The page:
Sen. John Thune of South Dakota, a member of the Republican leadership who also serves on the Finance Committee, said the savings from repealing the mandate would be "distributed in the form of middle-income tax relief."
Thune said he was confident that the tax plan, with the mandate repeal as part of it, could pass the Senate.
But not all senators were as sanguine about its passage and Republicans will need to carefully calibrate votes, given that they hold a narrow 52-seat majority in the Senate.
"I personally think that it complicates tax reform," said Sen. Susan Collins, R-Maine.
In tandem with repealing the individual mandate as part of the tax bill, Thune said that Republicans were committed to advancing a bipartisan measure to stabilize health insurance markets developed by Sens. Lamar Alexander, R-Tenn., and Patty Murray, D-Wash. That measure, whose fate has been uncertain, would include two years of funding for subsidies to insurers — known as cost-sharing reduction payments — that Trump decided to cut off last month.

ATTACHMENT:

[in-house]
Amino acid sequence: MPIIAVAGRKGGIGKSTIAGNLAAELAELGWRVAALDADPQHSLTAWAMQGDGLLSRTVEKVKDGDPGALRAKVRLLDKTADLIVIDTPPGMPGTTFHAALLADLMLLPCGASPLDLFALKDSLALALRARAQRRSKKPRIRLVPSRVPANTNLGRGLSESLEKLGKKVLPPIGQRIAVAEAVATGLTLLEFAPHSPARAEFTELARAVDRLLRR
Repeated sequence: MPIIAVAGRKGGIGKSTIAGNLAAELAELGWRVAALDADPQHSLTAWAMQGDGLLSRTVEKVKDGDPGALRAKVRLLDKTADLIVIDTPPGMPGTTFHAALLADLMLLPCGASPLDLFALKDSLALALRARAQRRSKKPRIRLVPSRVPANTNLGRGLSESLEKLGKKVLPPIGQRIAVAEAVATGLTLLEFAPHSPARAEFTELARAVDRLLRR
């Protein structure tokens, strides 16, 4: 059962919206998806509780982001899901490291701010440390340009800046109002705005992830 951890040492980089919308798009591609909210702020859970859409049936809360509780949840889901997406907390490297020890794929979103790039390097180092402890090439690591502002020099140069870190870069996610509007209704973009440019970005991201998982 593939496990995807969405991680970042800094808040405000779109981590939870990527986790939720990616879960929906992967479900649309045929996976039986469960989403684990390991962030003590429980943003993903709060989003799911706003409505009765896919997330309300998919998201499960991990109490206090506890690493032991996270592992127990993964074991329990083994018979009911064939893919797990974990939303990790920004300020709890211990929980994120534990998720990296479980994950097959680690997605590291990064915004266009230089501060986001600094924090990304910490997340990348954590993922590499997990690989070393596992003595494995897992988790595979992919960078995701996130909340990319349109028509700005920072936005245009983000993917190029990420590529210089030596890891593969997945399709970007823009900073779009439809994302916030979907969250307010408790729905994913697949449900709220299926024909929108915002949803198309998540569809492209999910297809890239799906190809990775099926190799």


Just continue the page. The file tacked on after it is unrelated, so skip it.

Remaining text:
But Murray rejected any suggestion that the mandate repeal could be paired with her legislation.
"That is the exact opposite of what we should be doing," she said. "Americans have stood up and spoken loudly for the last year saying they do not want the markets destabilized, and their provision in the tax bill that they are talking about will really destabilize the marketplaces."
Trump had urged lawmakers to end the individual mandate, including in a Twitter post on Monday. Several conservative senators, like Tom Cotton, R-Ark., and Rand Paul, R-Ky., had also called for its repeal as part of the tax overhaul.
Lobbyists seeking changes to the bill were mostly preparing to shift their efforts to the Senate.
The National Association of Realtors flew in 60 of its members from around the country to raise concerns with House members over several provisions in the House bill that the group says will hurt homebuyers and erode incentives for homeownership.
The mood they found in their meetings, said Jamie Gregory, the group's deputy chief lobbyist, was "resignation that this bill is going to pass the House." But, he added: "there's a long way to go. There's still the Senate, there's still a conference committee, there's still a chance to make this better."
Alan Rappeport contributed reporting.